It struck me the other day that the arguments the Tories and big business use to justify unpaid internships would be wonderful for the apologists for slavery if somehow that vile trade had not been made illegal by Wilberforce, Olaudah Equiano, John Wedderburn and the rest of the Abolitionists. When Wilberforce and the others were launching their campaign to send the trade and free its victims, the West Indian planters and slavers complained that it was a ‘visonary’ and ‘philanthropic’ attack on private enterprise and private property, and as a result the economy would suffer. You can imagine the same slavers telling the slaves in Africa, and the indentured Indian labourers, who were exploited in the infamous ‘Coolie’ Trade, that they were going to enjoy a wonderful employment opportunity abroad. No, the planters couldn’t afford to pay them, but this would be good experience. Actually, the latter was the argument during the period of unpaid apprenticeship. After slavery itself was formally ended, the slaves were supposed to work unpaid for their masters in order to learn how to be upright, independent, self-reliant citizens. I’ve posted articles before comparing it to workfare.

And just as there was a slave trade from Africa across the Atlantic to the Caribbean and the New World, so there was also a slave trade across the Indian Ocean, from Africa, to Arabia, India and Asia. Indeed, the British authorities in the Bengal presidency banned slavery there as early as the 1820s, and in the 1870s the Raj stepped into ban the African slave trade carried out by British Indians, and confiscated their slaves. It struck me that the Indian slave trade was probably carried out by someone very like Priti Patel, just as someone like Gove and Johnson were probably out defending the slave trade in the Atlantic. I am certainly not accusing any of the above of personally supporting the slave trade, or having any connection to it. Just that they’ve got the same nasty exploitative attitudes of those who did.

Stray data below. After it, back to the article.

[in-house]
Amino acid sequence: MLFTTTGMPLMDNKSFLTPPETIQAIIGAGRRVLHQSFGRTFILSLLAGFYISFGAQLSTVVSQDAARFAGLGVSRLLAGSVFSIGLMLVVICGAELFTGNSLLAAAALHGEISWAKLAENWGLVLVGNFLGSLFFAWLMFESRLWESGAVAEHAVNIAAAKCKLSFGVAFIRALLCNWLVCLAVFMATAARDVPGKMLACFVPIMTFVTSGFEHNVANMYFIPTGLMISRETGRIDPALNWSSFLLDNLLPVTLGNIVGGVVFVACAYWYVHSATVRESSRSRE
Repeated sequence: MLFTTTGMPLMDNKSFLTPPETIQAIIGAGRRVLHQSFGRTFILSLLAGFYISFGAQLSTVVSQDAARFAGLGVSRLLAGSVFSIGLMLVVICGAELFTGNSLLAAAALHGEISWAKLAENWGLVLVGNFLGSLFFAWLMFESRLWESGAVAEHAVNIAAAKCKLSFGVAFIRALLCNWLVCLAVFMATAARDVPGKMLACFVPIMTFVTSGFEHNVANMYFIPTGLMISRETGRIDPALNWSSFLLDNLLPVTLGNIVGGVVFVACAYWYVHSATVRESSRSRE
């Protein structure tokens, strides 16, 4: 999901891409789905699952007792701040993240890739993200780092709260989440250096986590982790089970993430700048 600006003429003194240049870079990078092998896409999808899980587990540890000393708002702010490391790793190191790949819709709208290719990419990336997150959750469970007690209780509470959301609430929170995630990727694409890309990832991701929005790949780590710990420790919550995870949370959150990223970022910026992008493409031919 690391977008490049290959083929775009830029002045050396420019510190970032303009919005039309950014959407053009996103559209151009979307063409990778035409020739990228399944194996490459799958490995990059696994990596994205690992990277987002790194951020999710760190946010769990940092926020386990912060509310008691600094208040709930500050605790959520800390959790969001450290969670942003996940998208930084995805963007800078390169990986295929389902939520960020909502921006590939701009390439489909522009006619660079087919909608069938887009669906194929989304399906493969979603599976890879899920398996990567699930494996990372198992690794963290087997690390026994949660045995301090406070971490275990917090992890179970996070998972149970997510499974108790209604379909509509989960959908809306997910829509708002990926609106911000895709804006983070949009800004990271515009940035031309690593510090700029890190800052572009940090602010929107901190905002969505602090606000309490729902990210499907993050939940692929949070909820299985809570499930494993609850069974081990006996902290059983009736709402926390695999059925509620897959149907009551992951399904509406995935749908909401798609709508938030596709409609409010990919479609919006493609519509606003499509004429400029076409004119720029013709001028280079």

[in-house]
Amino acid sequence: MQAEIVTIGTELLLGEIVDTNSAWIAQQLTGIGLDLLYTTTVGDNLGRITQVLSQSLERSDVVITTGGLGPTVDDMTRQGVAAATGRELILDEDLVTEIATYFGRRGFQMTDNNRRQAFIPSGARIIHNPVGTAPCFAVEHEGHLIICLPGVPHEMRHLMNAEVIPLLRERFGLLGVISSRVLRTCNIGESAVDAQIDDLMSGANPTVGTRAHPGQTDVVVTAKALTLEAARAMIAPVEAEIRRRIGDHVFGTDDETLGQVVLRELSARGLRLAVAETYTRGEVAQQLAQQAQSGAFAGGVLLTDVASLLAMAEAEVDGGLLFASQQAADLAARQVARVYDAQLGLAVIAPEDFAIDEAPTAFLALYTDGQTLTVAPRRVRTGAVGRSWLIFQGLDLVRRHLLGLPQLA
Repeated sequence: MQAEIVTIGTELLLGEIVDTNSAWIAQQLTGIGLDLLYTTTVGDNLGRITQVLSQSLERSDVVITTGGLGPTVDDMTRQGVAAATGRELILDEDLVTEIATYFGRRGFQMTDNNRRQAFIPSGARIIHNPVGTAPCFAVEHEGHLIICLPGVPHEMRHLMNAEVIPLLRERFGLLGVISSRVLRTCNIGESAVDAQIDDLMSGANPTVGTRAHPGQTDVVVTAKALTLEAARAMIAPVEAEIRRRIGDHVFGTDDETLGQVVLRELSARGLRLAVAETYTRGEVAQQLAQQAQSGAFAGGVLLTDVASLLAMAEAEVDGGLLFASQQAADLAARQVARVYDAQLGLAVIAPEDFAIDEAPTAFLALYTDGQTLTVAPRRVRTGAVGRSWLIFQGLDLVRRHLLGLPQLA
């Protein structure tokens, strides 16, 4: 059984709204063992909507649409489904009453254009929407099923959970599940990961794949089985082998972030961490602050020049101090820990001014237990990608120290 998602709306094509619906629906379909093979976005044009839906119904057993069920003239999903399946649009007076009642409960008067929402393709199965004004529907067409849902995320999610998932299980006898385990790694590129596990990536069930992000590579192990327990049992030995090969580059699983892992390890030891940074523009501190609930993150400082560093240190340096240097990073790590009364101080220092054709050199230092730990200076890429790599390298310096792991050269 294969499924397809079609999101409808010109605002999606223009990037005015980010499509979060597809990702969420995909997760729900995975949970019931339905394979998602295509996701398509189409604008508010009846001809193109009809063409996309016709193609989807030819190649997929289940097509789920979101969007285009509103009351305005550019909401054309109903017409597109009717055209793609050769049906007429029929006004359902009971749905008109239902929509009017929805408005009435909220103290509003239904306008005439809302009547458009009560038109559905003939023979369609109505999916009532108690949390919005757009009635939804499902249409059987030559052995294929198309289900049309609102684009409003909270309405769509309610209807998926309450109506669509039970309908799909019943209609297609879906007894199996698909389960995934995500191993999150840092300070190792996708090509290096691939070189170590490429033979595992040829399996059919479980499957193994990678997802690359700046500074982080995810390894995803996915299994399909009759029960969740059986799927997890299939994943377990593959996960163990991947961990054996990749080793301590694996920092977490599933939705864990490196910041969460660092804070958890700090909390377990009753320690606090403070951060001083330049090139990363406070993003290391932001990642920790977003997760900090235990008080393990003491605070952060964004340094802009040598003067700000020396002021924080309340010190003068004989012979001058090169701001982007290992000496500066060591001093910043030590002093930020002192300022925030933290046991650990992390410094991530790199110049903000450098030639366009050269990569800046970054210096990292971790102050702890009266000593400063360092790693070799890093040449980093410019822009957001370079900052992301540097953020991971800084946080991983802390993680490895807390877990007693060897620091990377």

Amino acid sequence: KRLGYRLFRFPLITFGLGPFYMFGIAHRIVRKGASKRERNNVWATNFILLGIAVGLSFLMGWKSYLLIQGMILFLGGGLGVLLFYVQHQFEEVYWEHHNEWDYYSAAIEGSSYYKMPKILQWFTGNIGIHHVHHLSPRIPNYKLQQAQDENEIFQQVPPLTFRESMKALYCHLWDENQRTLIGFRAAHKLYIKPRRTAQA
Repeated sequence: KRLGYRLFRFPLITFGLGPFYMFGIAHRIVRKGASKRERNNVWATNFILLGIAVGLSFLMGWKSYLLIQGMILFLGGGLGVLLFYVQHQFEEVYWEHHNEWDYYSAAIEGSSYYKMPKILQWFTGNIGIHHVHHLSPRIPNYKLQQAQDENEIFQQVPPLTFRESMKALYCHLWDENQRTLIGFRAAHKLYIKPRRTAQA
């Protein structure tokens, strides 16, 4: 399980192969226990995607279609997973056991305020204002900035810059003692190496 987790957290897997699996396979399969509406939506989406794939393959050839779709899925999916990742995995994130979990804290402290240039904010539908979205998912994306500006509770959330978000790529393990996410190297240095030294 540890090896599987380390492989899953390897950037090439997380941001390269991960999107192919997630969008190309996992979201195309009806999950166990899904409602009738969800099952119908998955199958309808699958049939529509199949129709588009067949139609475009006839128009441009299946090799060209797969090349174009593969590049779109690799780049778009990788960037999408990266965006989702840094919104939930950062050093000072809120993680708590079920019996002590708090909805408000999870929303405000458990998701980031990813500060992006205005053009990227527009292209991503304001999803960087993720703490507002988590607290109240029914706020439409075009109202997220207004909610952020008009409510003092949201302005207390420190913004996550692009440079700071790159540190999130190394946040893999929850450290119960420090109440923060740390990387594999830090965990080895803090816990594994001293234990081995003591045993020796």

The British American Empire

July 17, 2009

Murray 66, one of the great commentators on this blog, asked the following question, wondering what the British Empire would have looked like if America had never separated and remained a part of it:

‘With your knowledge of history and skill for writing books on it, have you ever done historical fiction? I thought it would be interesting to do a book based on the British colonies not gaining independence. You would still have us and India and Hong Kong, etc. How different would that world be? I’ll be interested to hear your thoughts.’

I’m afraid I’ve never written a historical novel, though I do know a number of people who’ve found the fictional treatment of various past events and periods actually far better history than many factual accounts. A good novelist can bring a period to life, and explain the way the people involved acted and events progressed, and the results of the actions of various historical figures, indeed, what it was like to live in the time depicted, in a more immediate way than some, more academic accounts. Generally, however, historians tend to avoid counterfactual history – speculating on what may have happened if events had turned out differently, because there are so many different factors working in history that it’s impossible to know how things would have turned out if things had been different, for example, if Napoleon had won the Battle of Waterloo, or the Nazis the Second World War. Probably for this reason, such alternative histories have been generally left to Science Fiction. Nevertheless, some historians have speculated on what history would have been like if events had been slightly different. I’ve got a feeling that the British historian and Times columnist Niall Ferguson published just such a book of alternative history, discussing what would have happened if particular events had ended differently, a few years ago.